Gram-negative bacteria strains can cause infections including pneumonia, urinary tract infections and bloodstream infections. They are difficult to treat as the cell wall of the bacteria prevents drugs from getting into the microbeAntimicrobial resistance is already responsible for 25,000 deaths in the EU each year, and unless this rapidly emerging threat is addressed, it’s estimated by 2050 more than 10 million people could die every year due to antibiotic resistant infections. Doctors have not had a new treatment for gram-negative bacteria in the last 50 years, and no potential drugs have entered clinical trials since 2010.

The new drug compound has a range of exciting opportunities. As Professor Jim Thomas explains: “As the compound is luminescent it glows when exposed to light. This means the uptake and effect on bacteria can be followed by the advanced microscope techniques available at RAL.

Gram negative bacteria. Credit: University of Sheffield

“As the compound is luminescent it glows when exposed to light. This means the uptake and effect on bacteria can be followed by the advanced microscope techniques available at RAL“, explains Professor Jim Thomas. This breakthrough could lead to vital new treatments to life-threatening superbugs and the growing risk posed by antimicrobial resistance.”

The studies at Sheffield and RAL have shown the compound seems to have several modes of action, making it more difficult for resistance to emerge in the bacteria. The next step of the research will be to test it against other multi-resistant bacteria.

Source: https://www.sheffield.ac.uk/

How To Measure The NanoWorld

A worldwide study involving 20 laboratories has established and standardized a method to measure exact distances within individual biomolecules, down to the scale of one millionth of the width of a human hair. The new method represents a major improvement of a technology called single-molecule FRET (Förster Resonance Energy Transfer), in which the movement and interaction of fluorescently labelled molecules can be monitored in real time even in living cells. So far, the technology has mainly been used to report changes in relative distances – for instance, whether the molecules moved closer together or farther apart. Prof. Dr. Thorsten Hugel of the Institute of Physical Chemistry (University of Freiburg) in Germany is one of the lead scientists of the study, which was recently published in Nature MethodsFRET works similarly to proximity sensors in cars: the closer the object is, the louder or more frequent the beeps become. Instead of relying on acoustics, FRET is based on proximity-dependent changes in the fluorescent light emitted from two dyes and is detected by sensitive microscopes. The technology has revolutionised the analysis of the movement and interactions of biomolecules in living cells.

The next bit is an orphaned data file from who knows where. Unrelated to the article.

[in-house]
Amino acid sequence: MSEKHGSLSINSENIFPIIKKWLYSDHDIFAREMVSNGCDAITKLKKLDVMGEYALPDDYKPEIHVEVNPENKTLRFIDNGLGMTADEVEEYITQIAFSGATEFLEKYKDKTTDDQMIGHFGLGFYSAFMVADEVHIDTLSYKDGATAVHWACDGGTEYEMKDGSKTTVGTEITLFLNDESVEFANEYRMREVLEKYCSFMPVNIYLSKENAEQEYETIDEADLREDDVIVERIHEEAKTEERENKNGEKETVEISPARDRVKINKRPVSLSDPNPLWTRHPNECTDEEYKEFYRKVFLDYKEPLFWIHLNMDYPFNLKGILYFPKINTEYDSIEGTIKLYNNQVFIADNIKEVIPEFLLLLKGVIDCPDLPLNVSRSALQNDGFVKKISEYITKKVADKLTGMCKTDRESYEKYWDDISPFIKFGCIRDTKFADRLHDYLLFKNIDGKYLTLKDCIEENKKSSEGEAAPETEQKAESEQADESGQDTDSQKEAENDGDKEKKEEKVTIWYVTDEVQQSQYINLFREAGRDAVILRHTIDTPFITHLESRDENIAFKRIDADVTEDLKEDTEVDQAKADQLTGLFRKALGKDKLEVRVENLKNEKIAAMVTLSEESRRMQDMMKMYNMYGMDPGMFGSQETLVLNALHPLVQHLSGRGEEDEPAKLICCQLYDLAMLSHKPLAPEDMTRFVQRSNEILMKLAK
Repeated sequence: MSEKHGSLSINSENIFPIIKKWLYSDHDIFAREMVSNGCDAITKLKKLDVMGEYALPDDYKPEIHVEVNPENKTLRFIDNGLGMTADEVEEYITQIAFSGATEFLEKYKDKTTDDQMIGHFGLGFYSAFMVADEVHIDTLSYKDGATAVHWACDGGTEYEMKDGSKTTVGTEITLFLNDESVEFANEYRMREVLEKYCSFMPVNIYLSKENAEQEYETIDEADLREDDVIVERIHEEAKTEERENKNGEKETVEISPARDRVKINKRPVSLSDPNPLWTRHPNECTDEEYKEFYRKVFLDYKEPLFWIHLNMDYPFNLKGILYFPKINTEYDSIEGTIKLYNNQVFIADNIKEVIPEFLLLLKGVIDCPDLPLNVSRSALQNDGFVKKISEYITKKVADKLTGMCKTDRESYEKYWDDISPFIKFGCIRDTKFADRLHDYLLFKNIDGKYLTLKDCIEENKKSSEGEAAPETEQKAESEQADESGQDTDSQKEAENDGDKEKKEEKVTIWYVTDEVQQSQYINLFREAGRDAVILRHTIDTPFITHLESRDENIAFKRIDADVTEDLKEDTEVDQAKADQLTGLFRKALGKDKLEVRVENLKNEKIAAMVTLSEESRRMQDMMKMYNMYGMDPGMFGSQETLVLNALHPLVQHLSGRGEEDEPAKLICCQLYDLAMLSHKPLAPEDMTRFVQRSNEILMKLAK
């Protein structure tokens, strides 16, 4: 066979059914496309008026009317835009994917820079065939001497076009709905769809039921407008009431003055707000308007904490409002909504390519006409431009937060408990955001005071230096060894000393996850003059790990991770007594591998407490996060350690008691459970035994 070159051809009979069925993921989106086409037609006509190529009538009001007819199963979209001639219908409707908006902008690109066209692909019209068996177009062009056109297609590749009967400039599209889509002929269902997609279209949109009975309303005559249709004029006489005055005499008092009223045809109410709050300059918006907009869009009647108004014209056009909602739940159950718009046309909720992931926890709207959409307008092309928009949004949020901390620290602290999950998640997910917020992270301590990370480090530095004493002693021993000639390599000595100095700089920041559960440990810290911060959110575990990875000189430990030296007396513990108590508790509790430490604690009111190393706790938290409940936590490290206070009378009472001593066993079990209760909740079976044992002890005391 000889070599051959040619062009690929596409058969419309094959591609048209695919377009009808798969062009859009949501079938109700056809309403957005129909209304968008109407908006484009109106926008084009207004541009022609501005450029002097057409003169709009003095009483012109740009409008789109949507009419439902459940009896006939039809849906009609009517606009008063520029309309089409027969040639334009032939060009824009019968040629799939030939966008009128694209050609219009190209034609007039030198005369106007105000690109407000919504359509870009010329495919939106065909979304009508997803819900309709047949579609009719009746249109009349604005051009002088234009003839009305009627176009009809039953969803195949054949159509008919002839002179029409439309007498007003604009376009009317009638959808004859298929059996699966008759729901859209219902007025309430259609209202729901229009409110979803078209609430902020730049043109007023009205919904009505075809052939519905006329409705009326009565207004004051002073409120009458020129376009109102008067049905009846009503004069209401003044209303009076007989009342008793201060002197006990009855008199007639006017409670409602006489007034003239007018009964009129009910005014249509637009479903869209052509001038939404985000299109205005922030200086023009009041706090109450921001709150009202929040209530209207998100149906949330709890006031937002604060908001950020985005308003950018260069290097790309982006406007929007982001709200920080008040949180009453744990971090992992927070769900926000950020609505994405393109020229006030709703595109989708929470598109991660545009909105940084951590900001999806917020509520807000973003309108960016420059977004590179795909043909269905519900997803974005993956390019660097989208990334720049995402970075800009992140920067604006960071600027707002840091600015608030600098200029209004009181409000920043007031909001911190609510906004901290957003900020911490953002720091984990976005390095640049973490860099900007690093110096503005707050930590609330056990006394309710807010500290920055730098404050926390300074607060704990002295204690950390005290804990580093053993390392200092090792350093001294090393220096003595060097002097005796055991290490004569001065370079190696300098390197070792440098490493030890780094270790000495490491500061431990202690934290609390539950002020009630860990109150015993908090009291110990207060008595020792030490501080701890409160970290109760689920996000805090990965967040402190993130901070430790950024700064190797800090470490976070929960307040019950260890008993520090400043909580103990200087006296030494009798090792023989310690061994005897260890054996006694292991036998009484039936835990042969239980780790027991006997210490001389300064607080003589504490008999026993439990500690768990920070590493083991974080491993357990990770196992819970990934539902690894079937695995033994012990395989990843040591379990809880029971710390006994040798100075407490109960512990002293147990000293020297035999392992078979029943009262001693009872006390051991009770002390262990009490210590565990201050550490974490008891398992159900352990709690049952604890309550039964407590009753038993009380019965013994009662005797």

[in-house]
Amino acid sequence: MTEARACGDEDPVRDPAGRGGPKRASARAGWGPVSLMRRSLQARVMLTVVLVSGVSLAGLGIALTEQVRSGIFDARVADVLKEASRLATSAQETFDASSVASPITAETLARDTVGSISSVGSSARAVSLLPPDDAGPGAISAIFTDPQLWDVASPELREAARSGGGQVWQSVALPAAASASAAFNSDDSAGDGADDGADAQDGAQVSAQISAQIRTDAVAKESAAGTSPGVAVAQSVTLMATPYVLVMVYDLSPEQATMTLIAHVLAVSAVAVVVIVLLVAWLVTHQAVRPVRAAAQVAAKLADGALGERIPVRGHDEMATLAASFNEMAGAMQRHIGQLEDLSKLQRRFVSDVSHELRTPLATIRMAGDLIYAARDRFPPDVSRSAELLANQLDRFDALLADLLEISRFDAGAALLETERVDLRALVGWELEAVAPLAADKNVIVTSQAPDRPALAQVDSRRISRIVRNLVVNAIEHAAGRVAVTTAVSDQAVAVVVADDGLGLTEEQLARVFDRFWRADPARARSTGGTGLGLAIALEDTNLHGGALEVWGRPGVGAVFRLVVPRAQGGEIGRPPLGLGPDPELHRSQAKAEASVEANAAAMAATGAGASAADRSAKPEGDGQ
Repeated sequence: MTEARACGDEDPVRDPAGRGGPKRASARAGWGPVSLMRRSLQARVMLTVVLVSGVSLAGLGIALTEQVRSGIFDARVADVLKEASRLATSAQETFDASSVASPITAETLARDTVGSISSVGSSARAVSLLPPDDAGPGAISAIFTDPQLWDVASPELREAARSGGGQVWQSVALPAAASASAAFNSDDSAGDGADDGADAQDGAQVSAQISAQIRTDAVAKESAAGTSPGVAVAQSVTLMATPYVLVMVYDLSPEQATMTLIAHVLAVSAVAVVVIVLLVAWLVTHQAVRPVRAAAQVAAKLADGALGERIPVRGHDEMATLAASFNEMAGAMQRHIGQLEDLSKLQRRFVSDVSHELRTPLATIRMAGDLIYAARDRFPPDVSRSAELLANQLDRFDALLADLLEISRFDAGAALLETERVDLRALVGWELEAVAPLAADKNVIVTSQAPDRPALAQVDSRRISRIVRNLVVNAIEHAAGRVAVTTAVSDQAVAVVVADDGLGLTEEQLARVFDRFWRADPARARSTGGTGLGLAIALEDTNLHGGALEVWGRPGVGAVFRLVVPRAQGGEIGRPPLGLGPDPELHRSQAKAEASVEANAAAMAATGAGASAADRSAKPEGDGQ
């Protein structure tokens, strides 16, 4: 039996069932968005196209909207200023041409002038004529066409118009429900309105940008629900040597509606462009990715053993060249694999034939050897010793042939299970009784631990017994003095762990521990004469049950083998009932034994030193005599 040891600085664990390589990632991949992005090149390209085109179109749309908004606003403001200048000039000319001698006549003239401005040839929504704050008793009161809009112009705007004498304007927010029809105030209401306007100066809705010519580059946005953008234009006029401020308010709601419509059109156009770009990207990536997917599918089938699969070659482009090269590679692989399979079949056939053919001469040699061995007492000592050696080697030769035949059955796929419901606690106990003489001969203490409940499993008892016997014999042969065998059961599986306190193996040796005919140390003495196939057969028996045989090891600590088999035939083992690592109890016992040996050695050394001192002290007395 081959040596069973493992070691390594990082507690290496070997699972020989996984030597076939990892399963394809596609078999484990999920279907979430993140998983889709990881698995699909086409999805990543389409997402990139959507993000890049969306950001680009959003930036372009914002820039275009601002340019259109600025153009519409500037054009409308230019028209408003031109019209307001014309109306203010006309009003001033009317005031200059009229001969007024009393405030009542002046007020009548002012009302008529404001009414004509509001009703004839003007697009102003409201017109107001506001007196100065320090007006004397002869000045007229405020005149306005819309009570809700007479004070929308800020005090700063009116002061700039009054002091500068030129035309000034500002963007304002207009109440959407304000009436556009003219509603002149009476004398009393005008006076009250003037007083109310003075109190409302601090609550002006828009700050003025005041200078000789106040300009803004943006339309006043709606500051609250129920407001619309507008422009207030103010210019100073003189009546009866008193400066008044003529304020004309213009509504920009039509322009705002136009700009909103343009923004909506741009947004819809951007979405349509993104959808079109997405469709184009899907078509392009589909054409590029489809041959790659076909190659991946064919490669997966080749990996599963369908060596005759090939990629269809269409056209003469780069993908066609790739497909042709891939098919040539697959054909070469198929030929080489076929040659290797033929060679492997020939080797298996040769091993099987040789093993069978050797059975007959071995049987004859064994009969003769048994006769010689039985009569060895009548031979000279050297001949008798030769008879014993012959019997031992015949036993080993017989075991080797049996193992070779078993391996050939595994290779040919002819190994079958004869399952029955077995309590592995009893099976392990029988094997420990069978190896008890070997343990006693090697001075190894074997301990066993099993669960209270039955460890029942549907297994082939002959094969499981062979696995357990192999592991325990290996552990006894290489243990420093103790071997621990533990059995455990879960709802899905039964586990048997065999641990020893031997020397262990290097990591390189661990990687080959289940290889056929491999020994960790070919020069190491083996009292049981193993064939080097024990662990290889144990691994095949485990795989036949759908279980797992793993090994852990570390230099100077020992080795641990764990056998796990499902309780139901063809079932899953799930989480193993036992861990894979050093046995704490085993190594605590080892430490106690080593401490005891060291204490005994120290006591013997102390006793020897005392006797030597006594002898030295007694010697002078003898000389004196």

Hugel and colleagues envisioned that once a FRET standard had been established, unknown distances could be determined with high confidence. By working together, the 20 laboratories involved in the study refined the method in such a way that scientists using different microscopes and analysis software obtained the same distances, even in the sub-nanometer range.

The absolute distance information that can be acquired with this method now enables us to accurately assign conformations in dynamic biomolecules, or even to determine their structures”, says Thorsten Hugel, who headed the study together with Dr. Tim Craggs (University of Sheffield/Great-Britain), Prof. Dr. Claus Seidel (University of Düsseldorf) and Prof. Dr. Jens Michaelis (University of Ulm). Such dynamic structural information will yield a better understanding of the molecular machines and processes that are the basis of life.

Source: https://www.pr.uni-freiburg.de/